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George Washington Signatures (and Then Some) At Auction

George Washington, arguably one of the most famous Americans ever, has earned a special place in many a heart. He will always be regarded with respect for his phenomenal leadership of this country. Especially for his choice to take office as the first President, and then step down when his tenure was complete. He was a real American hero.

Not surprisingly memorabilia of his, especially those pieces containing his personal signature, are highly sought after. They are also rare and hard to find.



On 10/16/2013 the RR Auction Company, located in New Hampshire, placed two George Washington items up for bid. They claim to be Thee auction house for signature items and it seems they may be the authority on such things. Every month they place over 1200 signed items on the block, all with guaranteed authenticity.

What makes one of the two items particularly special is more than just the signature. It is a beautifully framed portrait of Washington accompanied by a full signature in Washington’s hand from an indenture written in 1769, a swash of a cloak he once wore, and ………six strands of his hair!

It is thought that the original possessor of this hair was the granddaughter of Martha Washington. That is to say that after George himself was no longer in possession of them!

The other signature piece of our beloved President was a crucial document carried by ships after Washington’s Neutrality Act of 1794.

The document which has the same verbiage reprinted in English, French, and Dutch provided proof of the nationality of the ship’s owner. It is signed by Washington, Secretary of State Edmund Randolf, and Collector of Customs Isaac Holms. Ship captains caught without such documentation faced criminal charges.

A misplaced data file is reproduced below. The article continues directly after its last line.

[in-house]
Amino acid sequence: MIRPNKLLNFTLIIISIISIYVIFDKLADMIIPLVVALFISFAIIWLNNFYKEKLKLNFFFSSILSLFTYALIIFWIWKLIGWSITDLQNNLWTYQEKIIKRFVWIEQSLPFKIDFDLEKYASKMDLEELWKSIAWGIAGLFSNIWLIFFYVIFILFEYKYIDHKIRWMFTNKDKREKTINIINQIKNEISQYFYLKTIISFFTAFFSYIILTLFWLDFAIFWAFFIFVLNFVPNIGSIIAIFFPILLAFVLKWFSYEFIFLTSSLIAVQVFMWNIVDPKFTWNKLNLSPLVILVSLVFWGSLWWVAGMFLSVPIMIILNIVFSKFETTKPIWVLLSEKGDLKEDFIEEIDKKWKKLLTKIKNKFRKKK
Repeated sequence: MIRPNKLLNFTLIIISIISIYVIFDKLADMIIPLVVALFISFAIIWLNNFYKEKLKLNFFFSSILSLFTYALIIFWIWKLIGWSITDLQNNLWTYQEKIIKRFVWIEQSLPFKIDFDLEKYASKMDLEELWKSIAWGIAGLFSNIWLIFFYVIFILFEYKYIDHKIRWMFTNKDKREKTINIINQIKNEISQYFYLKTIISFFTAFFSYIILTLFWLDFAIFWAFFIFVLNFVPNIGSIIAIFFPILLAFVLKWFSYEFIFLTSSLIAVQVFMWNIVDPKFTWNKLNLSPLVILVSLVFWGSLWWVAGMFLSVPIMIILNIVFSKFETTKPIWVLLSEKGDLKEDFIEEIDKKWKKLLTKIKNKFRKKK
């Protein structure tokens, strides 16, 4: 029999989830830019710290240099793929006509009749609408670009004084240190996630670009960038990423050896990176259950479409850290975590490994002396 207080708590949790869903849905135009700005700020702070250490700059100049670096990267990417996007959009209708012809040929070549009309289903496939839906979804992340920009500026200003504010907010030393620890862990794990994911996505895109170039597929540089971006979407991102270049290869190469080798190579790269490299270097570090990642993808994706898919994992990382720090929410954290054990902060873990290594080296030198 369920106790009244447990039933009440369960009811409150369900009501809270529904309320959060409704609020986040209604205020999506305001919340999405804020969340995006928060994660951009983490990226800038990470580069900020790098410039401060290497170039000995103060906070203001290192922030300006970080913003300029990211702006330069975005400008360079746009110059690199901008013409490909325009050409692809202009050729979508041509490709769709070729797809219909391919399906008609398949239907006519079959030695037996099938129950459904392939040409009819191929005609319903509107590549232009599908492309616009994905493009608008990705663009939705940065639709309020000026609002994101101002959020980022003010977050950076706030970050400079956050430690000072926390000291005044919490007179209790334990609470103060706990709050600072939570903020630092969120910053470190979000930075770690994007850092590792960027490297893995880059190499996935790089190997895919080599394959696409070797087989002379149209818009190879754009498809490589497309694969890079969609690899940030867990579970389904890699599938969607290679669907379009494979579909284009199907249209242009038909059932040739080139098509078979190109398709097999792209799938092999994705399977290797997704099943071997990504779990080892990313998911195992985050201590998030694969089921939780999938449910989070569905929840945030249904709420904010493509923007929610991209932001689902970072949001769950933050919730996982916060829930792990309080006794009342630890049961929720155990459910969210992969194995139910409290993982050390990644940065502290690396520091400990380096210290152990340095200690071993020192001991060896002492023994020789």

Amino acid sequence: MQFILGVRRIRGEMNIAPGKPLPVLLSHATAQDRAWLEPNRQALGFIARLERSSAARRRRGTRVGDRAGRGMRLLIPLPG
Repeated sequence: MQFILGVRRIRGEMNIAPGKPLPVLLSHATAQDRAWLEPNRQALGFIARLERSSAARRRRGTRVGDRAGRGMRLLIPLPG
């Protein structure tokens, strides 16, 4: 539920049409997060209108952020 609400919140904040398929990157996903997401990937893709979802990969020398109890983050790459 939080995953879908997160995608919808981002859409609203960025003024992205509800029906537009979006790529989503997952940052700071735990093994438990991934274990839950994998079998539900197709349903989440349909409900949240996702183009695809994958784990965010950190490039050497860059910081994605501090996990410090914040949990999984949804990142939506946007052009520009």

The reason for which has all to do with the purpose behind the Neutrality Act, which made it illegal for anyone to attempt to go to war with another country, with the exception of Congress of course. Although this Act has been amended several times it is still in effect today.

Both auctions closed at the end of the day and the items of course sold. Washington memorabilia cannot be passed up as the value is just so high. The ship document fetched whopping price of 12,250 at final call!

As for the piece with the hair, well maybe human hair remains are a bit more interesting than they are valuable. That piece sold for 3,076.

The most expensive item of Washington’s that was ever sold was a letter from Washington to a delegate for the Virginia State ratifying convention, detailing points to make a case for ratification. The irony – written on paper from England that was watermarked with a tribute to the royal crown! That letter sold at Christies in December 2009 for an incredible $3,200,000!

And the weirdest Washington piece that ever sold…………wait for it……….a Chicken Nugget, three years old and frozen no less, that appeared to be in the shape of the famous leaders head. (Yes, I am serious!)

What did that nugget sell for? After over 70 different bids the final price was 5000 British pounds. Thus proving that even as a snack food, people just can’t get enough of George.

In his acceptance speech for Army commander in 1775 Washington was famously quoted as saying, “But lest some unlucky event should happen unfavorable to my reputation, I beg it may be remembered by every gentleman in the room that I this day declare with the utmost sincerity, I do not think myself equal to the command I am honored with.”

However, we now know he was more than equal, but far above the challenge. This is why every piece of his, from the incredible to the crazy, holds such high degree of value to the American people.


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